The Environment Agency revealed that it will be deploying state-of-the-art technology to help tackle diffuse pollution from farms and urban areas, and it will be using the Tamar as a trial. This is part of a programme of 8,500 studies the Environment Agency will carry out to help improve the quality of rivers over the next two years.
Improvements in water quality over the last two decades have primarily been achieved through action on pollution from sources such as factories and sewage treatment works (‘point source pollution’).
Last month, the Environment Agency published its annual classification of water quality in rivers in England – revealing they are the cleanest they have been since the industrial revolution. Recent reports have shown that record numbers of otters, salmon and trout are now being found in rivers
The Agency will increasingly focus on pollution from agricultural land, highways and urban areas, which is now the main cause of failing water standards in many areas, but is harder to identify. One way of better understanding this issue is the deployment of new technology in areas of concern.
A pilot study for the new technology will take place on the River Tamar between Devon and Cornwall. A variety of sensors will be placed in the river to automatically sample water quality and send the results back electronically to a central location. New software will allow the sensors to work together as one, providing an instant snapshot of the health of the river. If successful and cost-effective, the Environment Agency will look at using the technology in other problematic areas around the country.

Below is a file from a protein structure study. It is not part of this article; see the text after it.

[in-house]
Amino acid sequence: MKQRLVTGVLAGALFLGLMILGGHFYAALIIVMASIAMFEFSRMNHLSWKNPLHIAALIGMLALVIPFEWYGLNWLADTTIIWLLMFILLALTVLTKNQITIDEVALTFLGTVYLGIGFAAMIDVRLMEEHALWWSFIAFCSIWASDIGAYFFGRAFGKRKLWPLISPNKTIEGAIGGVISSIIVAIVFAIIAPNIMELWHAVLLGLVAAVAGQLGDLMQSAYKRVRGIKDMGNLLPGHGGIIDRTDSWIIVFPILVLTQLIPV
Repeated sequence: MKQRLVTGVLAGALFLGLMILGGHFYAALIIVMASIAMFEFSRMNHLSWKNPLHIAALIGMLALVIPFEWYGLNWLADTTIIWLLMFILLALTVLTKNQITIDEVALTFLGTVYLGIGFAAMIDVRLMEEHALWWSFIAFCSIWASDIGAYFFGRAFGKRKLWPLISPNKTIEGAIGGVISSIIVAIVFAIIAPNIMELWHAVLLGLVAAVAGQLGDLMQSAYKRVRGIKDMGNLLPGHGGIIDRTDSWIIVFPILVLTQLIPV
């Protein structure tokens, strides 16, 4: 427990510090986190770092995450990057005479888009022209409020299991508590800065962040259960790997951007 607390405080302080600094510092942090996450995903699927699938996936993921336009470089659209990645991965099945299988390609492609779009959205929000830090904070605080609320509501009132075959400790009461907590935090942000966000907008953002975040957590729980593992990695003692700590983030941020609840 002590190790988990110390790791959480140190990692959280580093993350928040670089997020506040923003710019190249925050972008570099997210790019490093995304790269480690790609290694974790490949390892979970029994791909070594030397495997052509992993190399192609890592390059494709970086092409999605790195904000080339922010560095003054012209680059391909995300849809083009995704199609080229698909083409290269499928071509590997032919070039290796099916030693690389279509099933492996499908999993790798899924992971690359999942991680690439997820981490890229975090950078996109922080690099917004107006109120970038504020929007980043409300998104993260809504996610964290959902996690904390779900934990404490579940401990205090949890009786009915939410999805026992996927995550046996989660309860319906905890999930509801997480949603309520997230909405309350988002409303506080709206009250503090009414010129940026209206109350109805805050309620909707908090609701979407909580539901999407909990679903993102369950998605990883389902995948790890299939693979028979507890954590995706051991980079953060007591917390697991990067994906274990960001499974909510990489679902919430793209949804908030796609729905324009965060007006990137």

The trial on the Tamar will start in November and last for an initial five months. It will involve placing 11 sensors along a 20km stretch of river and will help identify and tackle the problem of agricultural pollution in the river – one of England’s most beautiful waterways. Although the river is cleaner than 20 years ago, the impact of diffuse pollution has continued to create challenges in some stretches.
The trial comes as the Environment Agency publishes its classification update of rivers under new, tougher standards set out under the EU Water Framework Directive.
The WFD assessment focuses on the ecological health of waters. In total, 37 measures of water quality, including the health of river insects and plants, are assessed and the grading of each water body is determined by the measure which scores the lowest result.
Ben Bunting, River Basin Programme Manager for the Environment Agency in the South West told the Devon Week: “River quality in England and Wales has steadily improved over the last 20 years and newer, more stringent EU standards will help ensure that they continue to do so.’
“The return of wildlife including otters and salmon to rivers demonstrates the tangible benefit this provides for wildlife and for people, but we are not complacent. The Environment Agency is committed to tackling diffuse pollution and will be working with community groups, River Trusts and wildlife and angling organisations who all have important roles to play in improving waterways.”